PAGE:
A controversial clampdown on immigration has caused nearly 2,000 children to be separated from their families at the US border over a six-week period.

Stories of weeping children torn from the arms of their frightened parents have emerged since a "zero tolerance" policy on illegal entries was enforced, with all cases now being referred for criminal prosecution.

Because the children are not charged with a crime, US rules state that they cannot be detained with their parents.

Politicians and religious groups have been among those criticising the policy, describing it as inhumane.

Image: A battle in Congress is now brewing over the policy

Some immigration campaigners have claimed women are being separated from infants, an allegation that US officials have denied.

The International Rescue Committee, a humanitarian aid group, said: "A policy of willing cruelty to those people, and using young sons and daughters as pawns, shatters America's strong foundation of humanitarian sensibility and family values."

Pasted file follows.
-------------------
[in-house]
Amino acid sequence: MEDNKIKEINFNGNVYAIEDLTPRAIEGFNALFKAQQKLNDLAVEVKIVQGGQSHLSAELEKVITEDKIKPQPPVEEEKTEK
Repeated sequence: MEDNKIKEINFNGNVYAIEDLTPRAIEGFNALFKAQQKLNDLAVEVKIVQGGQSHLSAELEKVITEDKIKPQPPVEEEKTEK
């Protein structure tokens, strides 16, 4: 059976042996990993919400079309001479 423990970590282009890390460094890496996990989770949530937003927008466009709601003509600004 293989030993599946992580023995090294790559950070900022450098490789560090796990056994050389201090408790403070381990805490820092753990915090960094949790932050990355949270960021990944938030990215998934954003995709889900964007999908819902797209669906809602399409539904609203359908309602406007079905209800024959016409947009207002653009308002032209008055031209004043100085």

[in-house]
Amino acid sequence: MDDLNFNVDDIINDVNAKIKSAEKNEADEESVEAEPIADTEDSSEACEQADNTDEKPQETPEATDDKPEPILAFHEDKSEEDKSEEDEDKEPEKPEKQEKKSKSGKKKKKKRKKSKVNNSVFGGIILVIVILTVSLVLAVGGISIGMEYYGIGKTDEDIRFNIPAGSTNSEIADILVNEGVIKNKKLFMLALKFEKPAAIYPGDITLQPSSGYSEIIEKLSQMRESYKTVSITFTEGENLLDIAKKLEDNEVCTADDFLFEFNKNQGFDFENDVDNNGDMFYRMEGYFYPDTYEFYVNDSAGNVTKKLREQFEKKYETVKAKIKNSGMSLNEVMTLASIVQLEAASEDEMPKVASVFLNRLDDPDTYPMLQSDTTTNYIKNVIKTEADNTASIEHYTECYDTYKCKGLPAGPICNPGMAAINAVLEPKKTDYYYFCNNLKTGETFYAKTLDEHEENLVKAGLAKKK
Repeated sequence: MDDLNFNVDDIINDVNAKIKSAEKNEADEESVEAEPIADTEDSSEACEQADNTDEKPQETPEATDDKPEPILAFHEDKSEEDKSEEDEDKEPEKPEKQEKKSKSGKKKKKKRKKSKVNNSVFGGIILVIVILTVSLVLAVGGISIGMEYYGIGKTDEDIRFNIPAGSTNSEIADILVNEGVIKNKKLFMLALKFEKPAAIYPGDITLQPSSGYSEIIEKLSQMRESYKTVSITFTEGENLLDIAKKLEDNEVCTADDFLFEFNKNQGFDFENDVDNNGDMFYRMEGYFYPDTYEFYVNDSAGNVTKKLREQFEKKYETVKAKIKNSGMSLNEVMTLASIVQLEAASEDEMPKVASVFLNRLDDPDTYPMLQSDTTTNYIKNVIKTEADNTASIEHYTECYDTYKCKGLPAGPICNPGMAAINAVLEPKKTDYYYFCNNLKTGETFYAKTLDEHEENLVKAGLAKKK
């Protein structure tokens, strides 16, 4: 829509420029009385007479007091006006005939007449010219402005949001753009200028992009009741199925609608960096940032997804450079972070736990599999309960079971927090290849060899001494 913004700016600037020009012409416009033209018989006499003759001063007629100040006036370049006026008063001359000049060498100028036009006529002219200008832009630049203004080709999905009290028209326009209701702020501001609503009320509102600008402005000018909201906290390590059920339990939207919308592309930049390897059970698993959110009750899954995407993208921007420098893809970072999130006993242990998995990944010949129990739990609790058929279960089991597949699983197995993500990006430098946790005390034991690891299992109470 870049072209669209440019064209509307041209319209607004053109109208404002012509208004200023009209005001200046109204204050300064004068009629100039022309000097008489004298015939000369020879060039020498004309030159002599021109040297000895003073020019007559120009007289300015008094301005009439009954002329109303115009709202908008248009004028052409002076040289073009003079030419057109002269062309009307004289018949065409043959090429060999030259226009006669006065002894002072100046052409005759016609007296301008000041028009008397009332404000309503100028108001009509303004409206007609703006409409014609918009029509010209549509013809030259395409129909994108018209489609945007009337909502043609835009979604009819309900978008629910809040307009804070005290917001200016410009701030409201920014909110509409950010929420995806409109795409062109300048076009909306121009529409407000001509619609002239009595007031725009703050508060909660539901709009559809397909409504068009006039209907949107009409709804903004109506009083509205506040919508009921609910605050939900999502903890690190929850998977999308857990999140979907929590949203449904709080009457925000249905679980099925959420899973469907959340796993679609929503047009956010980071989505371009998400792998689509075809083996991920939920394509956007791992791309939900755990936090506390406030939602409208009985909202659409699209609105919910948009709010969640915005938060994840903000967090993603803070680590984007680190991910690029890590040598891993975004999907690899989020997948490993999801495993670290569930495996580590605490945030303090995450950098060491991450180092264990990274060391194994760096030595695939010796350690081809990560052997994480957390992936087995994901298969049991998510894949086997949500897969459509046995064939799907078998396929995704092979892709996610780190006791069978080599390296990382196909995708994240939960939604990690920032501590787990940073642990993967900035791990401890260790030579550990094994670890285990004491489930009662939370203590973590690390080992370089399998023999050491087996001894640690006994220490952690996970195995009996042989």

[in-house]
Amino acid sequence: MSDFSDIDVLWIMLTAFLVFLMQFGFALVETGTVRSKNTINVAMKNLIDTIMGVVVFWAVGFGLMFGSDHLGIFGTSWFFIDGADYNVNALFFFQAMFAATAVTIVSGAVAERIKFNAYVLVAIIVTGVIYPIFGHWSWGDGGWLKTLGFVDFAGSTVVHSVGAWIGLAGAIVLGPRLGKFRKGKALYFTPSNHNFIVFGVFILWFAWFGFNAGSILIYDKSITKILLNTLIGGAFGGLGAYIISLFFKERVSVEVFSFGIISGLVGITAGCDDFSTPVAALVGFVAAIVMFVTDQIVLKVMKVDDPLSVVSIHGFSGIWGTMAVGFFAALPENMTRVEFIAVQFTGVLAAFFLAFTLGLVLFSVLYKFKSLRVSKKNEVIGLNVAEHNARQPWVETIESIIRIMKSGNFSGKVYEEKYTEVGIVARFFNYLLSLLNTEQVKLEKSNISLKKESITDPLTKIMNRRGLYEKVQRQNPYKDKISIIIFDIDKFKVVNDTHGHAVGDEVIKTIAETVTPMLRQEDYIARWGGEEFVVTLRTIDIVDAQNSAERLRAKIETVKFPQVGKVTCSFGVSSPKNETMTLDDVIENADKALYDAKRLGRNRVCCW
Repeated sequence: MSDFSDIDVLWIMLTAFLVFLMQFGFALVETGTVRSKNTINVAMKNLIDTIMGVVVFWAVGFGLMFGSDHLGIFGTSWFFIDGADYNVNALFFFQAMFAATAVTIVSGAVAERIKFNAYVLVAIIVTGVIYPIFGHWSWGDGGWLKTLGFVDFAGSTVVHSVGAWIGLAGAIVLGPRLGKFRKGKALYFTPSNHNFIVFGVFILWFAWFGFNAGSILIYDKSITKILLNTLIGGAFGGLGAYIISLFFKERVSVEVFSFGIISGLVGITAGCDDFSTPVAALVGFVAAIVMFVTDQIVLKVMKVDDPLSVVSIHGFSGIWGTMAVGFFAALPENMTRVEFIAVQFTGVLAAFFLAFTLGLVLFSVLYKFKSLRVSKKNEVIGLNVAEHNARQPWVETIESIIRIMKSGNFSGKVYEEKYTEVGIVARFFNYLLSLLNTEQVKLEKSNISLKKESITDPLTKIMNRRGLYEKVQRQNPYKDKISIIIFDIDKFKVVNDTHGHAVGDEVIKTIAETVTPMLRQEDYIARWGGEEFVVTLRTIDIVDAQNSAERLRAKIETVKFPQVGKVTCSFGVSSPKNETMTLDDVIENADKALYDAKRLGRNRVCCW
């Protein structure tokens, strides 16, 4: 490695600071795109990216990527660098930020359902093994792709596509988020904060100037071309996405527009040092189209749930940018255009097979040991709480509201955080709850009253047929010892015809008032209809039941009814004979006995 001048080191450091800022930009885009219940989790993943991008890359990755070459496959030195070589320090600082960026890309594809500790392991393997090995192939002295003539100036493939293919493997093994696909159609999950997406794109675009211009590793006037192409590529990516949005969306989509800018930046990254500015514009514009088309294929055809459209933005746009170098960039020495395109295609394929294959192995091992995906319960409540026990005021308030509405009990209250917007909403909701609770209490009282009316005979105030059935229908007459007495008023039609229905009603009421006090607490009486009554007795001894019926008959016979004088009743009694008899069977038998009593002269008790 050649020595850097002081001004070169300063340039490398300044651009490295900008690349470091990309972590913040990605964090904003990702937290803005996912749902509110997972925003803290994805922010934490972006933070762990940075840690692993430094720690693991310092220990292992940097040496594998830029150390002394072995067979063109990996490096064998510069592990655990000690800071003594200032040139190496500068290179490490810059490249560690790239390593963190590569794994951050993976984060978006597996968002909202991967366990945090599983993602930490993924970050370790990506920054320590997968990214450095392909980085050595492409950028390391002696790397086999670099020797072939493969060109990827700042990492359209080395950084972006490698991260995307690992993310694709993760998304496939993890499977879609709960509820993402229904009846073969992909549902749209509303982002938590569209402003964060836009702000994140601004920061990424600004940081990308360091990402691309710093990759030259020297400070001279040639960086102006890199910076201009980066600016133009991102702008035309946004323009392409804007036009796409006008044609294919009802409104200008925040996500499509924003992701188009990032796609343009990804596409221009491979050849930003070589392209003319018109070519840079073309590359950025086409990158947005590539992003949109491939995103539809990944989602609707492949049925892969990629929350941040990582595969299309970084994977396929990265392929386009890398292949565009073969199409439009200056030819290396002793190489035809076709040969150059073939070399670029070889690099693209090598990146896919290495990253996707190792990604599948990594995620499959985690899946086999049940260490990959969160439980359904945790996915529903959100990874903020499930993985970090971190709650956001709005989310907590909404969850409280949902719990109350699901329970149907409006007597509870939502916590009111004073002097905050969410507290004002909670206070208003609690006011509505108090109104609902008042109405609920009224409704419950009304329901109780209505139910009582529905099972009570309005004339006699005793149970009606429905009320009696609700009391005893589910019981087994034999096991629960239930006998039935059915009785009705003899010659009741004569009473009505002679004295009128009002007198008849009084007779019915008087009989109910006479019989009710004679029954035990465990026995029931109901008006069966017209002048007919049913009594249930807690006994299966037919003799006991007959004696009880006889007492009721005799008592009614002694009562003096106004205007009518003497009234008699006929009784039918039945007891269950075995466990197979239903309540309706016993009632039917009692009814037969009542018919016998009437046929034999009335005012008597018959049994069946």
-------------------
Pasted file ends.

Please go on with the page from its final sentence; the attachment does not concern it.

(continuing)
The Department of Homeland Security have said children are well cared for after being separated from their parents, with officials disputing reports of disorder and mistreatment.

A battle in Congress is now brewing over the issue.

A woman listens during a rally in Washington DC
Image: A woman listens during a rally in Washington DC

US attorney general Jeff Sessions has defended the policy by quoting from the Bible, and argued that the recent criticisms were not "fair or logical and some are contrary to law".

He said: "I would cite you to the Apostle Paul and his clear and wise command in Romans 13, to obey the laws of the government because God has ordained them for the purpose of order."

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From 19 April to 31 May, a total of 1,995 minors were separated from 1,940 adults as they tried to enter the US between official border crossings.

Asylum seekers who go directly to official crossings are not separated from their families unless officials cannot confirm whether a child is related to the adult they are with, or if the safety of the child is in question.

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